There is nothing better than relaxing in your hotel after coming back from a long day of sightseeing and shopping. That is unless your hotel happens to be home to mischievous ghosts who play tricks.
Whether you are a believer or not, haunted tourism has become a popular industry, especially in Southern Arizona.
There are tons of haunted sites, ranging from Bisbee’s Copper Queen and Grand Hotel to Tombstone’s Bird Cage Theatre and Courthouse to Hotel Congress in Tucson.
Haunted tourism itself can take the form of staying in haunted hotels, taking haunted tours or even ghost-hunting tours.
But you don’t have to believe in the paranormal to find haunted tourism appealing.
Lee Henney, an Old Bisbee Ghost Tour host, said the audience for haunted tourism can be pretty mixed.
“Everything from, ‘My wife dragged me along,’ ‘I don’t believe in ghosts,’ ‘I think this is stupid’ to people that, the whole time, are on the tour talking about other things that have happened to them and other things they’ve seen,” he said. “The whole spectrum.”
And it’s true. On one of Henney’s tours, you might find a woman in a 1950s-style dress with zombies printed on it, then turn to see a family with older children and a young couple visiting from Tucson.
And odds are it will be a full crowd.
“Our numbers have come up over the last couple years,” Henney said.
Usually Old Bisbee Ghost Tours have slow Januarys, with sometimes no reservations. However, this year the group was so busy that there were only six days in the month when there wasn’t a tour.
There is an even heavier flow of reservations and tours in October, around Halloween, but business has certainly trickled into the off–season.
“It just gets bigger and bigger all the time,” says Mike Jones, owner of Gunfighter and Ghost Tours in Tombstone.
Gunfighter and Ghost Tours is the longest running ghost tour in Southeastern Arizona.
Some believe that haunted tourism is actually the best way to see a city. It can allow a tourist to learn about the history of a place and what tragedies hit the community.
For example, some ghosts on the tours are the products of large-scale fires or disease – or even just drunken and violent cowboys.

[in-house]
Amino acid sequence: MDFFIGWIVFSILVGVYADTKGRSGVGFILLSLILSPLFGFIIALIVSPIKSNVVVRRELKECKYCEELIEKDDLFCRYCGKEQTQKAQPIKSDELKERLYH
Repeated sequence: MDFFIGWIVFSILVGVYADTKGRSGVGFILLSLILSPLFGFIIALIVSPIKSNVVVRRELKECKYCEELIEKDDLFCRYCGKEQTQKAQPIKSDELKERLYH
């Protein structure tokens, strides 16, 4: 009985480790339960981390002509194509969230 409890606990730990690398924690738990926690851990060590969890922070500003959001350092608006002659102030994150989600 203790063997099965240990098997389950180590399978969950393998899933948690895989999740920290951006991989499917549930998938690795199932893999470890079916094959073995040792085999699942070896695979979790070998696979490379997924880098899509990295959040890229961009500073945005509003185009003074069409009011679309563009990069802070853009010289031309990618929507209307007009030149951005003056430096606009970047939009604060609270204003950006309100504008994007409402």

In many cases, guests of ghost tours can get a regular walking tour of the city, with the added bonus of some spookiness.
“I love sharing the history of Bisbee and the ghost tours are an integral part of that,” Henney said.
“It’s all historical. Particularly because we take you to the spot,” Jones said.
In the case of the Old Bisbee Ghost Tour, groups meet in front of the historical museum and walk a route around the town that takes its guests to all the major hot spots, explaining the stories and sightings that have occurred there.
There are also ghost hunts and even a haunted pub crawl.
Jones’ tour takes people through the sites in Tombstone, using ghost–tracking equipment and monitors.
“We don’t make anything up. Either you see it or you don’t.” Jones said.
Afterward, guests sometimes contact the guides with pictures they took on the tours – photos of unexplained figures – or even stories about strange things that happened in the hotel later that night.
Henney enjoys giving tours because he is “a story-teller by nature.”
He doesn’t consider himself terribly sensitive to the idea of ghosts but says, “I believe that there are things that we don’t understand.”
There’s also no shortage of entertainment if haunted tourism peaks your paranormal interests.
You can find ghost tours, hunts and haunted hotels all over the country. It’s actually hard to find a city that doesn’t have something for those tourists with more spine-chilling tastes.
In some places, such Tombstone, which relies heavily on tourism to survive, it’s the haunted tourism that allows old historic buildings to exist and that can grab the attention of younger audiences.
To an extent, haunted tourism is just a smart business venture that can cater to an audience that doesn’t want to see the same old thing.
Many ghost tour companies or haunted hotels still operate on a very small scale with fairly little overhead, few employees and limited expenses. One knowledgeable host for the night can cater to groups of more than 20 guests. Tickets also can range from $15 to $50.
While hotels can be reasonably priced, some with ghost packages or ones deemed more famous can cost up to $300 a night. The Copper Queen in Bisbee has even attracted celebrities such as Johnny Depp for a ghostly experience.
On top of all that, some fearless ghost enthusiasts choose to purchase their own gear. This includes anything from ghost meters to electromagnetic radiation detectors, which can add up to hundreds of dollars depending on the quality.
Ghost hunting has become so popular that you can even find your gear at Walmart.
Miranda Rodriguez is a reporter for Arizona Sonora News, a service from the School Of Journalism with the University of Arizona. Contact her at firstname.lastname@example.org.